JOINT BASE SAN ANTONIO-FORT SAM HOUSTON, Texas –
Spc. David Ortiz, was a student in the Medical Education and Training Campus Pharmacy Technician program. Born in San Lorenzo, Puerto Rico, Ortiz completed high school, and earned a bachelor’s degree in criminal justice. He eventually joined the Army. Because he already completed his bachelor’s degree, Ortiz was advanced to specialist upon enlisting.
He completed recruit training and was immediately sent to the Defense Language Institute (DLI) at Lackland Air Force Base before reporting to METC in order to enhance his command of the English language.
“DLI was a gift from the Army, but it was not an experience that prepared me to receive instruction in English,” Ortiz said. “Todos creen que porque somos cuidadanos Americanos de Puerto Rico, hemos apprendido ingles y lo hablamos como todo el mundo, y simplemente no es verdad” [Everybody believes that because we are American citizens from Puerto Rico, we were taught to speak English like everybody else, and it is just not true].
“Truthfully, the only time I was taught in English was during English class, and the instructor taught us English - while speaking Spanish! In Puerto Rico, we are primarily taught in “Spanglish” – very heavy on the ‘Span,’ not a lot in the ‘glish,’ Ortiz added.” Consequently, many Puerto Rican and other Spanish-speaking students struggle almost immediately upon arriving at the METC for training. The primary issue is that they do not have a sound command of the English language and immediately begin to struggle or fail outright.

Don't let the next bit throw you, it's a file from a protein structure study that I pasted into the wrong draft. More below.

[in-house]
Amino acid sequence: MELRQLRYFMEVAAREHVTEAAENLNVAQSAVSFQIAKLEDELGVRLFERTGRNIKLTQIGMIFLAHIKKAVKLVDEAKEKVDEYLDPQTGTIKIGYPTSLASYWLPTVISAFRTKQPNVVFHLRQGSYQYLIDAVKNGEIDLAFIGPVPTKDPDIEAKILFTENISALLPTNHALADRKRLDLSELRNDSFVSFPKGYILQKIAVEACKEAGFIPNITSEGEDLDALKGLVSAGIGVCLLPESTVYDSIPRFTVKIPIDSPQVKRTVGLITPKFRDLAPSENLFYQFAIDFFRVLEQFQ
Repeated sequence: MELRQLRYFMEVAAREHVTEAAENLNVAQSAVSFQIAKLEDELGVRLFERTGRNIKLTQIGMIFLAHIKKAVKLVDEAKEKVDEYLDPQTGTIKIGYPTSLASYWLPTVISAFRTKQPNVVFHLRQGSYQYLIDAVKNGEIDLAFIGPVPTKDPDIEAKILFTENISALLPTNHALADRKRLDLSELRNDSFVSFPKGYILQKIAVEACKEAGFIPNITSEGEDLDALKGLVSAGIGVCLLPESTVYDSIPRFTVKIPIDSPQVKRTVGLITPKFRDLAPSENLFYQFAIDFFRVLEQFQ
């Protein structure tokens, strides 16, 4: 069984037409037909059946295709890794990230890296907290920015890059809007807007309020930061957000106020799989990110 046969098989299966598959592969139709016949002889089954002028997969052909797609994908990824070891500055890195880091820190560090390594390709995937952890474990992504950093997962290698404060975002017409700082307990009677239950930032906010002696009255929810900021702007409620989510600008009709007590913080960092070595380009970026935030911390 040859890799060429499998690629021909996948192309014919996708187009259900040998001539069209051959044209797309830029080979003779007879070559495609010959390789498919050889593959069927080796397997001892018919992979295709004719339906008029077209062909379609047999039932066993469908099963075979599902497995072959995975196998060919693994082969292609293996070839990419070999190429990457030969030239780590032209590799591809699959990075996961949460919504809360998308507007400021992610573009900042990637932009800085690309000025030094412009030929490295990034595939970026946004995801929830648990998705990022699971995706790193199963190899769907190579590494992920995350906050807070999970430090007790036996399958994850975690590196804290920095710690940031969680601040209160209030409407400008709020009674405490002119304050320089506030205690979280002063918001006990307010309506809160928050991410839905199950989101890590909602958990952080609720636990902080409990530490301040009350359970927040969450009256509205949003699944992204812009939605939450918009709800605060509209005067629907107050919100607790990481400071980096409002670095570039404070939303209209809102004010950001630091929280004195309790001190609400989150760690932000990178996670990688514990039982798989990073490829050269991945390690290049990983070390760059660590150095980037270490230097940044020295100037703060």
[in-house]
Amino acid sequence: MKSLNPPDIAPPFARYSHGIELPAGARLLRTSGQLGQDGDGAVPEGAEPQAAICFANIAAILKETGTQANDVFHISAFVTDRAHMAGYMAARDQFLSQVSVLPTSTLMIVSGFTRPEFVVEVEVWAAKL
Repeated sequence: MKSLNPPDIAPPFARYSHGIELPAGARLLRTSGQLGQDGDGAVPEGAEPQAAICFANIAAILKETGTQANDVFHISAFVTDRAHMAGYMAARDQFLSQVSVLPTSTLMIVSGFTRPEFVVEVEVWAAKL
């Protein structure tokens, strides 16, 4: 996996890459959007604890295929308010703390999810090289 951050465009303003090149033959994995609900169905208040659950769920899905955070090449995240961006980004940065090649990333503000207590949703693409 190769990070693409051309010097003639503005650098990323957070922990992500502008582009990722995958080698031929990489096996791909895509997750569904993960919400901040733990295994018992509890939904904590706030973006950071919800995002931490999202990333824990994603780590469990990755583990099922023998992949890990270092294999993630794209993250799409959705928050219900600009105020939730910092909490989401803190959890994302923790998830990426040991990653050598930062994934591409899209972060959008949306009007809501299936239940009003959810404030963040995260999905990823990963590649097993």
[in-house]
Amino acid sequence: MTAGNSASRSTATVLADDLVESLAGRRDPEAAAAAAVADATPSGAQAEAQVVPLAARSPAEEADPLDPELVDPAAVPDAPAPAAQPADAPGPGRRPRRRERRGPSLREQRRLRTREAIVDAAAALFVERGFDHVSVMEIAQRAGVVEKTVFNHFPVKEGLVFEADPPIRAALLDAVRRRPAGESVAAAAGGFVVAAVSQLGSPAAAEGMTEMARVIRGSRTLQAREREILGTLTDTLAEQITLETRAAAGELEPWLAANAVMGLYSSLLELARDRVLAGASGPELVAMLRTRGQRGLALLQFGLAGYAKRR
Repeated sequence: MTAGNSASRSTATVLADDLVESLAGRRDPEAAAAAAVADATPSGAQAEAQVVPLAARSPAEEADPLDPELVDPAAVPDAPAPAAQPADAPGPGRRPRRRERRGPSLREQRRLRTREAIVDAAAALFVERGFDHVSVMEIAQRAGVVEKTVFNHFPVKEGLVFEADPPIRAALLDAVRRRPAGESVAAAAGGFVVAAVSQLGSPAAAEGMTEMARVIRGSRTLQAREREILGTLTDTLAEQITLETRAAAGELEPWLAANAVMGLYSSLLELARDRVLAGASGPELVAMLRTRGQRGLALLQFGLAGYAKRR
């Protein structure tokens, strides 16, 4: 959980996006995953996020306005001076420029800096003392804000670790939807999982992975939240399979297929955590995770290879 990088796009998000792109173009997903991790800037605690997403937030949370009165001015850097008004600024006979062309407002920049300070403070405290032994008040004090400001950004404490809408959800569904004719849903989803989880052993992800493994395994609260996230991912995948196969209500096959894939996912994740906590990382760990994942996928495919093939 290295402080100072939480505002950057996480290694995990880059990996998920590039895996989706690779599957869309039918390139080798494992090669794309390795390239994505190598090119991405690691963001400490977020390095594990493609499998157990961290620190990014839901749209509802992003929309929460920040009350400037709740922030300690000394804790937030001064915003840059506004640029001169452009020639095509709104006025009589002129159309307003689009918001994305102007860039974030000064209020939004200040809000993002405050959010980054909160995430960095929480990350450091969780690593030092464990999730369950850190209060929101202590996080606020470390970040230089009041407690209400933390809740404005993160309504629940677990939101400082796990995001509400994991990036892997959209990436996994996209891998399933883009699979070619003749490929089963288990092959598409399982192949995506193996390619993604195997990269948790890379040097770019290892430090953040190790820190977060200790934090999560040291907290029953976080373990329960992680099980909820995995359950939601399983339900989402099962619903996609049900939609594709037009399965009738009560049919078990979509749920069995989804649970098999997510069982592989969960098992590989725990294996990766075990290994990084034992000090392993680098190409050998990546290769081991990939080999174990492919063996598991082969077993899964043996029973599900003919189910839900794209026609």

Ortiz failed his first test, but passed his re-test with a 76. Mr. Dan Dulak, one of Ortiz’s pharmacy program instructors, immediately recommended that he be seen by Mr. Everett Ybarra at the Faculty, Staff, and Student Development (FSSD) section for help.
“You can tell he is intelligent and a hard worker who was really troubled when he failed,” said Dulak. “This Soldier really cares and that makes a big difference. We recognized the issue and immediately requested help from FSSD because we know we need to get him academic assistance as soon as possible if he is going to have a chance to make it.”
Ortiz was taught Mr. Y’s Study System, a program that helps students learn at the pace of the instruction. “Not all students need to use all the tools we teach,” stated Mr. Lankla Ivory, a FSSD staff member. “Many times the student only has to use one or two of our tools, but they may need to make an adjustment in order to use the tools more effectively. It’s really as simple as that.”
Ivory continued, “Our job is to figure out which tools will be most effective for each student so that they can be more prepared to achieve success in their academic studies here at METC.”
Ybarra, who created Mr. Y’s Study System and manages the one-on-one academic intervention program personally, counsels all ESL learners.
“Through our one-on-one academic intervention program, we have the time to assess each student and figure out what they need, then give it to them,” Ybarra explained. “We always encourage faculty to request a one-on-one academic intervention as quickly as possible once they determine that language may be an issue for their students.”
“Fortunately,” he added, “the majority of our students are able to get back on track and on their way to graduation.”
To request help for an ESL or any METC student contact FSSD at (210) 808-1988.